The bottom line is that this would be a nice compressor for anyone who is looking to bring their home workshop to the next level. It costs about $350 so it's a bit of an investment, but it's less expensive than other compressors of similar size and it comes with a number of useful attachments so you can get right to using it. Also the No Wait Inflation is great in a pinch.
More information at CHCompressors.com
At Lowes ($339) and Amazon.com ($459)
July 30, 2009
Campbell Hausfeld is out with a new line of pneumatics (www.chnailers.com/)that are specifically designed for the casual user. We recently got a chance to test out their new Angled Finish Nailer and check out all the interesting new features.
First off, we have to give CH some serious applause for including an instruction manual that's actually helpful. Like we said, this is a gun for the first time user and occasional DIYer and that's someone who is likely going to need a quick primer on compressors and guns. The instructions are nicely laid out, easily referenced, and very helpful to someone who's trying to understand how their first nail gun works. Thankfully, it has no resemblance to the generic 'manual' that comes with most other tools ('make sure to wear eye protection...etc")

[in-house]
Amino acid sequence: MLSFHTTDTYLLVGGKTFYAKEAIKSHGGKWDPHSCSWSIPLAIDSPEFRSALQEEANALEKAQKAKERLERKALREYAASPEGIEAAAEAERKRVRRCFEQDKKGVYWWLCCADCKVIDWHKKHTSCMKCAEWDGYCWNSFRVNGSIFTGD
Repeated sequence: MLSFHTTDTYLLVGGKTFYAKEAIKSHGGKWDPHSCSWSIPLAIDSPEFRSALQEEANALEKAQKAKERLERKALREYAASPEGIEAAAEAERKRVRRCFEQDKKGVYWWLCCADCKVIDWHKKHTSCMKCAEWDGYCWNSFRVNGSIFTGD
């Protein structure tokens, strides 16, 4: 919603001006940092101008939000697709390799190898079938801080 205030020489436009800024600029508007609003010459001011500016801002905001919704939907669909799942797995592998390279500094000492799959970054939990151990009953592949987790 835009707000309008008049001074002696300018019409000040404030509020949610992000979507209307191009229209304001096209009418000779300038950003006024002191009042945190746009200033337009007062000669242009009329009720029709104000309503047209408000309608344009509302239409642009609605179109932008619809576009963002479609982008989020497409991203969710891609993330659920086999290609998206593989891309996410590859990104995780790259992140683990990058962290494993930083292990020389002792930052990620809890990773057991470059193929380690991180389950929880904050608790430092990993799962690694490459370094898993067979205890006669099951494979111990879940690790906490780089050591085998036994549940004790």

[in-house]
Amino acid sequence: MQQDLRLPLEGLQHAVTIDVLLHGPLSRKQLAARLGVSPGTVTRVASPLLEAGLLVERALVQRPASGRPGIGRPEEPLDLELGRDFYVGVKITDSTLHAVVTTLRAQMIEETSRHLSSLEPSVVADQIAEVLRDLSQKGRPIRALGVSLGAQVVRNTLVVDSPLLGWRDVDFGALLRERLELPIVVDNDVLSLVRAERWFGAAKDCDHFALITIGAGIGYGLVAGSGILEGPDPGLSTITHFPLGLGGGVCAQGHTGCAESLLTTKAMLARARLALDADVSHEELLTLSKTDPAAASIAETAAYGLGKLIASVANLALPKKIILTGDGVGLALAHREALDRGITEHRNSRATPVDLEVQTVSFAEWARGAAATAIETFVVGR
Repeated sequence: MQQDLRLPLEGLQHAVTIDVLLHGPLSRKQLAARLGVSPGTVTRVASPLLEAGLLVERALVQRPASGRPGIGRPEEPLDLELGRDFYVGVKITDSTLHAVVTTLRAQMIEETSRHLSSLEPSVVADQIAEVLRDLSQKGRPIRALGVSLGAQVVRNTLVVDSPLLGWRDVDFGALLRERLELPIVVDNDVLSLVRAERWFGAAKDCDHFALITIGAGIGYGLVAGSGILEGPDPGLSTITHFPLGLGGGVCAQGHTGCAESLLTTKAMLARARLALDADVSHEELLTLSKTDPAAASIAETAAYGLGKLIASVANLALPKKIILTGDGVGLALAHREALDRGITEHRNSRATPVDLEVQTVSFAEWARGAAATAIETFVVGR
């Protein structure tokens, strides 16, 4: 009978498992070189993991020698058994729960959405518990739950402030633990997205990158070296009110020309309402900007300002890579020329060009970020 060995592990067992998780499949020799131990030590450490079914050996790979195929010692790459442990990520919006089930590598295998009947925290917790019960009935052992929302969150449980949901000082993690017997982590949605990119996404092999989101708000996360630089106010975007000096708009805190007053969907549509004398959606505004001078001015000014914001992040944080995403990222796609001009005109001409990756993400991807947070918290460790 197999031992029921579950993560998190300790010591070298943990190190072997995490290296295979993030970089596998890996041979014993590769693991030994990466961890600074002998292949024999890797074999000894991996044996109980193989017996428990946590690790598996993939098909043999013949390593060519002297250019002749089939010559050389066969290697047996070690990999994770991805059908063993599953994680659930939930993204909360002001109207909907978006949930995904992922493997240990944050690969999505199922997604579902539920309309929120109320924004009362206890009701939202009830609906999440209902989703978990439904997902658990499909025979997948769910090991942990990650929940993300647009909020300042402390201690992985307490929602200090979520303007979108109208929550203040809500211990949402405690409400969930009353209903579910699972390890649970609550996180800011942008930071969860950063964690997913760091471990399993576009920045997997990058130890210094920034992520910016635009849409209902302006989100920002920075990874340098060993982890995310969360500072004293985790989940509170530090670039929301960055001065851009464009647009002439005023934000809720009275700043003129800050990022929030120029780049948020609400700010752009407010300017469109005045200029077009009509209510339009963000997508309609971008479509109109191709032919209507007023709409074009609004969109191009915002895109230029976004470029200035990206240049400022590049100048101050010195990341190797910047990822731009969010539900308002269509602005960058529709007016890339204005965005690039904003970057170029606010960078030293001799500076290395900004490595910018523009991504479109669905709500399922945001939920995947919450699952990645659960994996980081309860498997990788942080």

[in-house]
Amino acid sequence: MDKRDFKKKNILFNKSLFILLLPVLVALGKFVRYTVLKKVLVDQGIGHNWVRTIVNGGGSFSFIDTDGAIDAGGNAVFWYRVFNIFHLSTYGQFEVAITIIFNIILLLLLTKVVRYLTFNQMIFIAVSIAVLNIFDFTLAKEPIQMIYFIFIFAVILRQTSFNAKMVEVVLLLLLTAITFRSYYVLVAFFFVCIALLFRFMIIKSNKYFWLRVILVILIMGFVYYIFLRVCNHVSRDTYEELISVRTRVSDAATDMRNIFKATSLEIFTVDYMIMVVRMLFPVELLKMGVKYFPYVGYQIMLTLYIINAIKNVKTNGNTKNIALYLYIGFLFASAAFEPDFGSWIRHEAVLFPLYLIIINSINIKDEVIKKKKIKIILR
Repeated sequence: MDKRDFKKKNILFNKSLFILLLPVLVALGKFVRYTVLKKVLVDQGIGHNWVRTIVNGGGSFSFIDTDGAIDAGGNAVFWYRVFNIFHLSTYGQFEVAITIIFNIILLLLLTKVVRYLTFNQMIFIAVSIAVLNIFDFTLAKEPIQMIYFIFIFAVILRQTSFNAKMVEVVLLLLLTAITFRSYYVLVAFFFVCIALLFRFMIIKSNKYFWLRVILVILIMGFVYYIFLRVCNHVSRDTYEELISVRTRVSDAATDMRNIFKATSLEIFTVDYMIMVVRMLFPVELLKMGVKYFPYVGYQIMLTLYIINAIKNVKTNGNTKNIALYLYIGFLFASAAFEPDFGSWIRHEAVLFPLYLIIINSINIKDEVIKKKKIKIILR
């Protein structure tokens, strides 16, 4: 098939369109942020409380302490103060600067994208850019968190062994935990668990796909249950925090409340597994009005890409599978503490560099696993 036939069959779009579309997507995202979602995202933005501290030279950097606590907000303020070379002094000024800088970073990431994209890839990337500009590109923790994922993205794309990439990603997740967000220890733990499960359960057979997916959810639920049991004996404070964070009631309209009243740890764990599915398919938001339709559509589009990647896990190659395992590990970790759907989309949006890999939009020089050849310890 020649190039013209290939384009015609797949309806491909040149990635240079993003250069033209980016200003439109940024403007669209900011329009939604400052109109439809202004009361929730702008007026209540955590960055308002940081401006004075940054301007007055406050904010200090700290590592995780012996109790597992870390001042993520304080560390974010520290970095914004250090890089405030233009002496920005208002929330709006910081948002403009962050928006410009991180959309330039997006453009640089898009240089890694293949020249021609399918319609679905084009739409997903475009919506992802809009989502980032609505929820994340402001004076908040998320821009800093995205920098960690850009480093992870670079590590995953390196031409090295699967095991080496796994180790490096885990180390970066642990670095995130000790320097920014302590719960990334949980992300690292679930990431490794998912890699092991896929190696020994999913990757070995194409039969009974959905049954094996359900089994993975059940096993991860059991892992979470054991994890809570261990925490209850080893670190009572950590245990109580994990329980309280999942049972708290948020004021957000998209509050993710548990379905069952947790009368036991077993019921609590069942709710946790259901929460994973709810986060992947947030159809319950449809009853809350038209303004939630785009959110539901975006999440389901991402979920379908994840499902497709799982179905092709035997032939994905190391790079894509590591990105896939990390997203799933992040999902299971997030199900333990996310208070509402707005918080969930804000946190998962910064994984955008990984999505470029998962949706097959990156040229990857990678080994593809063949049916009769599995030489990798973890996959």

Continue reading: "Campbell Hausfeld Angled Finish Nailer - Review"
July 20, 2009
Way back in late April, we told you about Bosch's new line of pneumatics. Upon announcement of the line, they only released the framing guns, probably because they were worried about flooding the market with too much awesome at once. Well, the first wave has passed and they're now releasing the four finish guns; the angled finish nailer, the straight finish nailer, the brad nailer, and the crown stapler.